Beginning in late January, however, the RMB began to weaken, posting four monthly losses in a row against the USD (there had never been more than two monthly losses in a row in the nine years since the establishment of the managed float regime). In March, the Peoples Bank of China (PBOC) upped the ante even further, by doubling the USD/RMB daily trading band to 2%.
Figure 1: USD/RMB: 2005 to the Present
It is widely assumed that the driver behind this about-turn on the part of the Chinese authorities was a desire to stem the high level of speculative inflows, which were threatening to have a destabilising effect on the Chinese financial system. Despite this recent weakness, there are a number of factors which continue to point to a continuing strengthening of the RMB. The two factors which are most closely related to moves in the USD/RMB exchange rate are the level of Chinese economic activity (as measured by industrial Purchasing Managers Index (PMI), industrial production, exports and gross domestic product (GDP)) and the interest rate differential between the US and China (both of these variables have exhibited a negative correlation to the USD/RMB exchange rate of about -30% since 2010).
A Continuing Trend
As both of these drivers continue to look relatively favourable for the RMB, market consensus remains heavily biased towards further RMB strengthening. In fact, the current Bloomberg poll puts the USD/RMB rate at 6.01 by 2015, and only one institution predicts that the USD/RMB exchange rate will be higher in 2015 than it is today.
Traditionally, many corporates, especially in Asia, would use directional hedging strategies designed to outperform if the market moved in a certain way, especially when they were looking to hedge a short renminbi, long dollar position (for example, Chinese exporters). Managing a portfolio of dollar receivables can be a painful exercise when the RMB is continually strengthening. One way to mitigate this problem was to use specialised hedging products, such as target redemption forwards (tarfs) which would allowed the hedgers to lock-in an enhanced rate.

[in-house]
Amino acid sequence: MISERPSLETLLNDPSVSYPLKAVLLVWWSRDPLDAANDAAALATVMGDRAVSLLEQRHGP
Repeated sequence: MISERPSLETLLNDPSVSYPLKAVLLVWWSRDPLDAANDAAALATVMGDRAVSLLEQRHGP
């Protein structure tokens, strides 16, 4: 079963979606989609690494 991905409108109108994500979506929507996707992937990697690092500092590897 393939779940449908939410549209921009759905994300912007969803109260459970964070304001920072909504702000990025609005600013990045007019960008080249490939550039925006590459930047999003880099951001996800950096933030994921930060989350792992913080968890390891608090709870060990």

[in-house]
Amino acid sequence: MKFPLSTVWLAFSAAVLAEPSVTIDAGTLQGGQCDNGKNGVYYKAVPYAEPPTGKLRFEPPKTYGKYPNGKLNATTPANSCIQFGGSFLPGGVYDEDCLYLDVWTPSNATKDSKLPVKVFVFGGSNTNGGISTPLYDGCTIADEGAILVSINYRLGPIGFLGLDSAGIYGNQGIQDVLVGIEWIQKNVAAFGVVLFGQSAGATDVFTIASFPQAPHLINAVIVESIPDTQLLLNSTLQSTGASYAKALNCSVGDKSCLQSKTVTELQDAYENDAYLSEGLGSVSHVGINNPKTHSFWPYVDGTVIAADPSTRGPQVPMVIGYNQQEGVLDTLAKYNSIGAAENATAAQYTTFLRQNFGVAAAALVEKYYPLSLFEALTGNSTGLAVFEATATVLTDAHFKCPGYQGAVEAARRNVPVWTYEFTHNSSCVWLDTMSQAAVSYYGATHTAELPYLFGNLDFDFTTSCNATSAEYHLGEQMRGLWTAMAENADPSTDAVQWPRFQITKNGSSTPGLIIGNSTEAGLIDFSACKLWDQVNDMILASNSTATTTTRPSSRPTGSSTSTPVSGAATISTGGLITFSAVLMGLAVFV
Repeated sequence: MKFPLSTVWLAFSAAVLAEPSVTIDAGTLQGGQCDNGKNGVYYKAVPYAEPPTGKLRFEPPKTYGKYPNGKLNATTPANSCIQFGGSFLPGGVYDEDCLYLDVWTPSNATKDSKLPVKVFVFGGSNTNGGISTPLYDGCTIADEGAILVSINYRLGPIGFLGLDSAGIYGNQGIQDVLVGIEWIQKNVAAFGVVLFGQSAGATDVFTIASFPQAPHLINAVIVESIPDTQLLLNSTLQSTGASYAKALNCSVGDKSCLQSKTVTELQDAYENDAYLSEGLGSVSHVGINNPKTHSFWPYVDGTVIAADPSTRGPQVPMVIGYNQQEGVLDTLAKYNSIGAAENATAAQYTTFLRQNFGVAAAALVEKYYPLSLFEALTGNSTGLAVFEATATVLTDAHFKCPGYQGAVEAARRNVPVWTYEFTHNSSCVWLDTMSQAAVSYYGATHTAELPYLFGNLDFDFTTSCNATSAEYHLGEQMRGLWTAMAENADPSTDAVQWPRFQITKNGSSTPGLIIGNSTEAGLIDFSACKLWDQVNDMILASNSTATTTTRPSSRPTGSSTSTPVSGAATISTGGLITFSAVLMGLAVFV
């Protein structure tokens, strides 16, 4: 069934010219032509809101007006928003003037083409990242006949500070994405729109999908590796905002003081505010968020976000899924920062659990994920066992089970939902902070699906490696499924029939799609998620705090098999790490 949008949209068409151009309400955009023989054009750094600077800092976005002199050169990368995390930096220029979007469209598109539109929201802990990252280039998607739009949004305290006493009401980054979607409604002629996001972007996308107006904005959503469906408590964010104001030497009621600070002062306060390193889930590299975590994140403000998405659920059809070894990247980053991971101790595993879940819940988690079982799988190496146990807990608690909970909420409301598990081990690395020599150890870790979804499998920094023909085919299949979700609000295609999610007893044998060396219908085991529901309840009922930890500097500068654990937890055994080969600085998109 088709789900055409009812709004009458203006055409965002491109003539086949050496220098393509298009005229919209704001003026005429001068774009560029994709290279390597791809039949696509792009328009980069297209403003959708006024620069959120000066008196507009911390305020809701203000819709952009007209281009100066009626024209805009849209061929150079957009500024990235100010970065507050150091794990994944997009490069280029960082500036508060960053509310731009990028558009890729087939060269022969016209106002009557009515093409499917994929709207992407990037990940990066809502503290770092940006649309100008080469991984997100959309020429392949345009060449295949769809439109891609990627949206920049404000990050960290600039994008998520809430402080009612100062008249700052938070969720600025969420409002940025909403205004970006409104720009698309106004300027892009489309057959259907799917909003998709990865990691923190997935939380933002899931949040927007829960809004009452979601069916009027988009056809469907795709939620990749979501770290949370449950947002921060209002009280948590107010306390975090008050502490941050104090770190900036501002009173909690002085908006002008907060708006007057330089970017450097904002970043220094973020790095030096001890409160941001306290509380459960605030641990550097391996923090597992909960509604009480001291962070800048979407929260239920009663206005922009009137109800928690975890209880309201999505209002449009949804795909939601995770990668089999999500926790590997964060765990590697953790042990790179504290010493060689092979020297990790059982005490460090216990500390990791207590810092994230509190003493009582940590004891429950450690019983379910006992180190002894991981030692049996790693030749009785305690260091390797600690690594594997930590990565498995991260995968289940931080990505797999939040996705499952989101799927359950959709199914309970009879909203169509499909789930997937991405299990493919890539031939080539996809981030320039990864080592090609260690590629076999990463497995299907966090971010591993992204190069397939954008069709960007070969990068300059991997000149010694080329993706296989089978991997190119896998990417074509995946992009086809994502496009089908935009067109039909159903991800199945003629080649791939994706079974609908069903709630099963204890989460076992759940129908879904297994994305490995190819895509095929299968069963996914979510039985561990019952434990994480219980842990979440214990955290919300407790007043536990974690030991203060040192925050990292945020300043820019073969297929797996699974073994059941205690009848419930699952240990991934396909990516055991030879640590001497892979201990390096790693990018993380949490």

However, this apparent windfall came at a price; if the RMB weakened by enough (typically about 2.5% or so), the hedger would be exposed to potentially large losses. This is exactly what happened this year – and analysis by the investment bank Morgan Stanley recently estimated the total losses facing Chinese companies using these products at US$3.5bn.
As such, there are two key questions facing corporate treasurers assessing how to manage their RMB exposure:
- Is the ‘one-way bet’ for continued RMB strength a thing of the past?
- If so, how should corporate hedging strategies be adjusted going forward?
In terms of the first question, it is fair to assume that even if the longer term trend for the Chinese currency remains higher, it will not be a smooth path – or at least not as smooth as it has been. The PBOC seems committed to reducing the appeal of the RMB to speculative carry traders, and the best way to do this is to increase the volatility of the currency – something the PBOC has already telegraphed through its recent widening of the USD/RMB trading band.
Increased volatility means increased risk. Therefore the directional hedging strategies that have been so heavily favoured, particularly by Asian companies, in the past may become less advantageous. By definition, such strategies are based upon a high confidence market view. Looking forward, hedgers may prefer to stick to more plain vanilla approaches.
For RMB buyers, forward contracts (currently subsidised by a favourable interest rate differential) may work quite well. For RMB sellers (where the forward points are disadvantageous), the use of currency options is worth considering – especially as RMB options are significantly cheaper than options on many other currency pairs, such as EUR/USD or GBP/USD, as indicated by the lower implied volatility (see figure 2 below), although it should be noted that the options prices remain higher for RMB sellers than for RMB buyers at the current time.
Figure 2: Annualised Implied Volatility
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